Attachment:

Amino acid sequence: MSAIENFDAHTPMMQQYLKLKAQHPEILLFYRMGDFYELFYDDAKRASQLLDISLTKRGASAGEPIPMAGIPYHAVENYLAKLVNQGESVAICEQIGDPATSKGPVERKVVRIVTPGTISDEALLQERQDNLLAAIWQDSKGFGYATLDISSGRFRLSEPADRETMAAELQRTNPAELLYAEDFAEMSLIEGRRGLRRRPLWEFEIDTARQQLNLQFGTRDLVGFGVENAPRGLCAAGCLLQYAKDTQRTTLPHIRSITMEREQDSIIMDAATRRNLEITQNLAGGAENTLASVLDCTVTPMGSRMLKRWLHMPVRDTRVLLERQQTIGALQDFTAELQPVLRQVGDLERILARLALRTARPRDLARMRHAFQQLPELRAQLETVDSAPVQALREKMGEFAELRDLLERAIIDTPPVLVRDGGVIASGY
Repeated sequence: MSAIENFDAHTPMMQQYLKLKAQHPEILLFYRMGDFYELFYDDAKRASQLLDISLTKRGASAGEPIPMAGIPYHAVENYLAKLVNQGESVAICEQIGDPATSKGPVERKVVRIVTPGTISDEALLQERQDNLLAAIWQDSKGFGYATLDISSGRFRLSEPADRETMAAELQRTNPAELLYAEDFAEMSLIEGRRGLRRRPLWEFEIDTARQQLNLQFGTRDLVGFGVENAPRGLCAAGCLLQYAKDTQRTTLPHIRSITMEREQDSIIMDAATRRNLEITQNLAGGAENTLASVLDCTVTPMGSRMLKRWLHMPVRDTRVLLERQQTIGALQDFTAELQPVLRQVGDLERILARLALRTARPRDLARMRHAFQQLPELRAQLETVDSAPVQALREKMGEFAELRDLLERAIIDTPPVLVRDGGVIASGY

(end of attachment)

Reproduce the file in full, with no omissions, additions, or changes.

Amino acid sequence: MSAIENFDAHTPMMQQYLKLKAQHPEILLFYRMGDFYELFYDDAKRASQLLDISLTKRGASAGEPIPMAGIPYHAVENYLAKLVNQGESVAICEQIGDPATSKGPVERKVVRIVTPGTISDEALLQERQDNLLAAIWQDSKGFGYATLDISSGRFRLSEPADRETMAAELQRTNPAELLYAEDFAEMSLIEGRRGLRRRPLWEFEIDTARQQLNLQFGTRDLVGFGVENAPRGLCAAGCLLQYAKDTQRTTLPHIRSITMEREQDSIIMDAATRRNLEITQNLAGGAENTLASVLDCTVTPMGSRMLKRWLHMPVRDTRVLLERQQTIGALQDFTAELQPVLRQVGDLERILARLALRTARPRDLARMRHAFQQLPELRAQLETVDSAPVQALREKMGEFAELRDLLERAIIDTPPVLVRDGGVIASGY
Repeated sequence: MSAIENFDAHTPMMQQYLKLKAQHPEILLFYRMGDFYELFYDDAKRASQLLDISLTKRGASAGEPIPMAGIPYHAVENYLAKLVNQGESVAICEQIGDPATSKGPVERKVVRIVTPGTISDEALLQERQDNLLAAIWQDSKGFGYATLDISSGRFRLSEPADRETMAAELQRTNPAELLYAEDFAEMSLIEGRRGLRRRPLWEFEIDTARQQLNLQFGTRDLVGFGVENAPRGLCAAGCLLQYAKDTQRTTLPHIRSITMEREQDSIIMDAATRRNLEITQNLAGGAENTLASVLDCTVTPMGSRMLKRWLHMPVRDTRVLLERQQTIGALQDFTAELQPVLRQVGDLERILARLALRTARPRDLARMRHAFQQLPELRAQLETVDSAPVQALREKMGEFAELRDLLERAIIDTPPVLVRDGGVIASGY